evening at 7:30 at the Alpine school
house. Later we hope to have a
Christian Endeavor society organized.
Mrs. Inace L. Jones, while driving
to a school meeting was thrown from
her buggy last Thursday evening.
The horses became unmanageable and
ran away, taking down a portion of
fence and upsetting the vehicle. Mrs.
Come in and see our
"Before and After
A prize book of sug
gestions for making a
modern home out of
the old house, with
Heppner, Lexington, lone
of Morrow County
A Clean Man With a
was born 44 years ago in Morrow County
and has been a continuous resident. He has
been employed by one establishment in Heppner for the past 26 years. He is a
conscientious man, reliable and trustworthy, qualified for the position of Sheriff
and is well worthy of your vote.
Wm. Ball for Sheriff
Jones was badly bruised and cut but
no bones were broken.
Mrs. Elizabeth Jones and a couple
of friends from Seattle, Wah.( were
visitor at the home of C. D. Morey
Our county school superintendent,
Mrs. Lna Snell Khurte, was a visitor
at the Alpine school Tuesday.
Mrs. L. Warner, Alpine grade teach
er, and her daughter spent the week
end at their home in Irrigon.
Mr. and Mrs. G. L. Bennett were
visitors at the home of Mr. and Mrs.
Chas. H. Schmidt Monday.
The Alpine grade school will have
charge of the Farm Bureau program
November 1st at 8 p. m.
A young peoples' meeting was held
at the new school building Sunday
evening at 7:30.
.Mips Kosela Doherty visited at the
home of her sister. Miss Mary Doher
ty last Sunday.
Margaret Melviiie was absent from
school Monday on account of illness.
Cash For Yonr Pronertv mav hp nh-
tainfcd by my successful system; write
today lor full particulars, cox 132,
Heppner.r Ore. o9-4
ATTENTION SHEEP MEN.
I have 150 heavy-shearing extra
large, smooth Rambouillet bucks,
mostly descendants of Ted, the buck
that sold for $3000.00 at the Salt Lake
If you need new blood in your flock
and bigger Iambs for the market,
write E. C. BURLINGAME, Walla
sweet and a
taste better. V
W. C Lacy came up from Portland
on Friday and spent a few days here
looking after his land holdings in the
Blackhorse section. He was seeking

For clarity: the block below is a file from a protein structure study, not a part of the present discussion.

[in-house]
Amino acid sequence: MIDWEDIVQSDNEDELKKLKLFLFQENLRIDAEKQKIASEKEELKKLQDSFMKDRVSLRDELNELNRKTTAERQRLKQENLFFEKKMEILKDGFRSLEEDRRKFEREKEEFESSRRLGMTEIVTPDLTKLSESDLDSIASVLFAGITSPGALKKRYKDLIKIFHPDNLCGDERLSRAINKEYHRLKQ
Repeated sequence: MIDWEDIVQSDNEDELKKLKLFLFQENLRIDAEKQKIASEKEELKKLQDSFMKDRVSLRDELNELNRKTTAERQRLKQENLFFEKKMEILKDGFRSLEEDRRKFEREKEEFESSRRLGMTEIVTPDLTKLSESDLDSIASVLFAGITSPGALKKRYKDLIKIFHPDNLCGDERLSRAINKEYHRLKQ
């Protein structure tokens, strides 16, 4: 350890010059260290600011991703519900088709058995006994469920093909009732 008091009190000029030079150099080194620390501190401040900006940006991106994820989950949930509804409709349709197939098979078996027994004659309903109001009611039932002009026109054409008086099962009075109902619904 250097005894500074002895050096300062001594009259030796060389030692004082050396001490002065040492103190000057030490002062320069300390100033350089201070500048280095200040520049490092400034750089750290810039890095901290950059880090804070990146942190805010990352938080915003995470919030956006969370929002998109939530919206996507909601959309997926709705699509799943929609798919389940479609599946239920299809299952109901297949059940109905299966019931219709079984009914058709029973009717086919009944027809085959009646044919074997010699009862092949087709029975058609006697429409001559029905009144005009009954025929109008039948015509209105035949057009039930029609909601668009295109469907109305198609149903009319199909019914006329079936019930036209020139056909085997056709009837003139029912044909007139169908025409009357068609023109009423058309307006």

a new tenant for the place.
Geo. N. Peck and wife of Lexington
were visitors in Heppner on Tuesday.
Several hundred tons of alfalfa for
sale, also good sized block of late
fall, winter aned spring range. Ad-
dresa Owner, Box 33, Heraiston.
For Sale 200 yearling hens Hol
lywood strain White Leghorns. Good
layers. R. H. Quackrnbush, Heppner.
For Rent Rooms, or rooms with
board ; ac rosa street f ro m sc h oo 1
house. Enquire this office. tf.
FOR SALE 23 yearling black
faced bucks can be registered. E. L.
Delahmut, Heppner. tf.
ALFALFA TRACTS FOR 8M.K
Cutting up my 1500 acrvs alfalfa
land in small tracts. Wilt sell &
ten-year pian with very small pay
ment down, provided snan is equipped
to farm. Can take small trade as
first payment if desired. Write for
full information. E. P. DODD, Hr
miaton. Ore. olS-2.
For Sale Cheap M disc Kentjky
drill. Young's Srnnd-hsnd Ktrhnr.
The Logical Choice
off the Carefful Buyer
The Touring Cat
Runabout . . - $26$
tad SurUf WS extra
Coup ... $52$
Tudor Stdan - - $90
Tor dor Sadan - ' 6S5
All prices . o. b. Detroit
You can buy any model by
making a mall down-pay
imM and arranging eaty
terms for tha balance Or
you can buy on h Ford
Weekly Purchase Plan.
The Ford daaUr In your
neighborhood will gladly
explain both plant in dctatL
THE UNIVERSAL CAB
The Ford car delivers more useful, care-free,
economical service per dollar invested than
any other car. Its sturdy, rigid construction
is striking evidence of enduring materials.
Every minute operation is scientifically tested
and accurately checked.
Control of natural resources and complete
manufacture in large volume have made pos
sible value that is the one standard by which
every motor car must necessarily be judged.
The Ford car is the logical and necessary
choice of the buyer who wants to get
the utmost from every motoring dollar.
EE TBE NEAREST AUTHORIZED
nly the good ones
must be deserved
WHETHER It's golf or cig.
arettes or anything else,
popularity is no stroke of luck.
No champion ever held his
laurels except by making good.
No cigarette ever held popular
favor except by deserving it.
The popularity of Chesterfields
is an outstanding example. For
months now they have been
drawing over 1 000 smokers a day
away from other cigarettes.
Surely (his is proof of their,
quality and good taste.
Liccftt & Myers Tobacco Co.